Aside from the amazing educational opportunity I was given, I was able to make connections with many incredible people. The other civilian students I met were great and we bonded as a group surprisingly quickly. In addition, one of the secondary goals of NAFAC is to strengthen civilian-military relationships. I found it interesting to talk to midshipmen – students – at the Naval Academy about their experiences. While I had trouble envisioning a college experience that required wearing naval uniforms every day, not leaving the campus during the week, and taking required classes such as navigation and martial arts, I realized that my conversations with the midshipmen were just like those I would have with any other college student. I loved hearing about their lives – and I was thrilled to be able to go sailing on my last day at NAFAC with some midshipmen from the sailing team!
Obviously, the fact that NAFAC funded my hotel room at the Westin, a nice hotel in downtown Annapolis, and continued to give me extravagant meals throughout the week was nothing to take lightly. I felt spoiled throughout the week and was amazed by how beautiful both the Naval Academy and the city of Annapolis were. The Naval Academy had gorgeous stone buildings and the greenest lawns I had ever seen. One afternoon we had a free hour and were able to visit the crypt of John Paul Jones, the “Father of the U.S. Navy” as well as the Naval Academy Museum and the elegant chapel. The history of the Academy was interesting and I loved being able to explore the museum; of all the exhibits, I would have to say that the most intriguing was one displaying “bone ships,” model ships carved out of bones by French prisoners of war during their detentions in England during the 18th century.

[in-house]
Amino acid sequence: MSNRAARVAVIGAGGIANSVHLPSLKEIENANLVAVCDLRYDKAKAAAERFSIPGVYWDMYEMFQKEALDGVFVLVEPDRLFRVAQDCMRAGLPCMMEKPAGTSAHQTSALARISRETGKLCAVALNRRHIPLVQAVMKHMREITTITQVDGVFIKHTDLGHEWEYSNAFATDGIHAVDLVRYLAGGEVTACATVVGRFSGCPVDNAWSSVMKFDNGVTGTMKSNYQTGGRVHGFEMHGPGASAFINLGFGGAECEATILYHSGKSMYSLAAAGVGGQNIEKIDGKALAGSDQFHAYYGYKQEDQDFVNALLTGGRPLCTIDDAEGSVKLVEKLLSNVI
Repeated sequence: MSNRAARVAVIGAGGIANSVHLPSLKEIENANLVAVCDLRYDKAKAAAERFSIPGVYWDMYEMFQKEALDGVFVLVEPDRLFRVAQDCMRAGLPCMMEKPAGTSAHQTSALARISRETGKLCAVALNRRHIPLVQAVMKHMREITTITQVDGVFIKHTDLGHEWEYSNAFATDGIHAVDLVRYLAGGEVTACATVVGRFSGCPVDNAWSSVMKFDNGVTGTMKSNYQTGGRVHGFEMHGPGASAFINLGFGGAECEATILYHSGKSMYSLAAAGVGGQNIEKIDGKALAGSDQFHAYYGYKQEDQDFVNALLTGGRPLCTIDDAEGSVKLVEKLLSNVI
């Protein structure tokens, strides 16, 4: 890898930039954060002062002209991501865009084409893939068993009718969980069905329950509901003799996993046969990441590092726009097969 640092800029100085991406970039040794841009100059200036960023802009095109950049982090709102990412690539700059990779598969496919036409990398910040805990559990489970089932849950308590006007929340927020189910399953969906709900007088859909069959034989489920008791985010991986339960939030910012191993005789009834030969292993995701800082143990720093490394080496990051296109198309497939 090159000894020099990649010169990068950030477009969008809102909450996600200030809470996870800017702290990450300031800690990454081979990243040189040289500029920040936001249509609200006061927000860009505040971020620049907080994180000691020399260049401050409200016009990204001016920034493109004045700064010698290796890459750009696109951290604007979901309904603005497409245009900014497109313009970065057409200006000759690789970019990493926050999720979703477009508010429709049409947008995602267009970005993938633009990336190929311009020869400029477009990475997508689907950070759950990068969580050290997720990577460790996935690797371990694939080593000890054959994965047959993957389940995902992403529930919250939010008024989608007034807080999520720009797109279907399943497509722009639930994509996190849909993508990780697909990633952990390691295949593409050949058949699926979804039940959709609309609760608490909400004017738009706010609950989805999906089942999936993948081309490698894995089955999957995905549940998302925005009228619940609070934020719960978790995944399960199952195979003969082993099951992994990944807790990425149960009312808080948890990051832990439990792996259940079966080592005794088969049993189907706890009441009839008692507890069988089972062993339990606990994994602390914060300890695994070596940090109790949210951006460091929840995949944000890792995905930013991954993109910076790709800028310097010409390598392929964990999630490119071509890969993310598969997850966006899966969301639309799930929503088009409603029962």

The city of Annapolis was lovely as well. It reminded me of a larger-scale Portsmouth with its quaint stores and brick buildings. I was able to take a short run through the city one afternoon and explored the waterfront area and the grounds around the state house, amazed by the beauty of the city and, after being accustomed to the barren wasteland of New Hampshire following a hard winter, the flowering trees and gardens. On one night we had a NAFAC-sponsored “social” at Buddy’s, a crab restaurant in Annapolis, and on the others the students who were of age were free to explore the Annapolis nightlife. By the time the closing banquet on Thursday came around, I felt that I had gotten to know the other delegates much better than I had expected and that I had made some valuable connections. I also learned a great deal about foreign affairs and have already found myself using some of my knowledge on UNH papers since my return to Durham. I am incredibly grateful to the Political Science department for sending me to NAFAC 2014 and I know that I will continue to use the knowledge and connections I gained at NAFAC far into the future!
More info: http://cola.unh.edu/political-science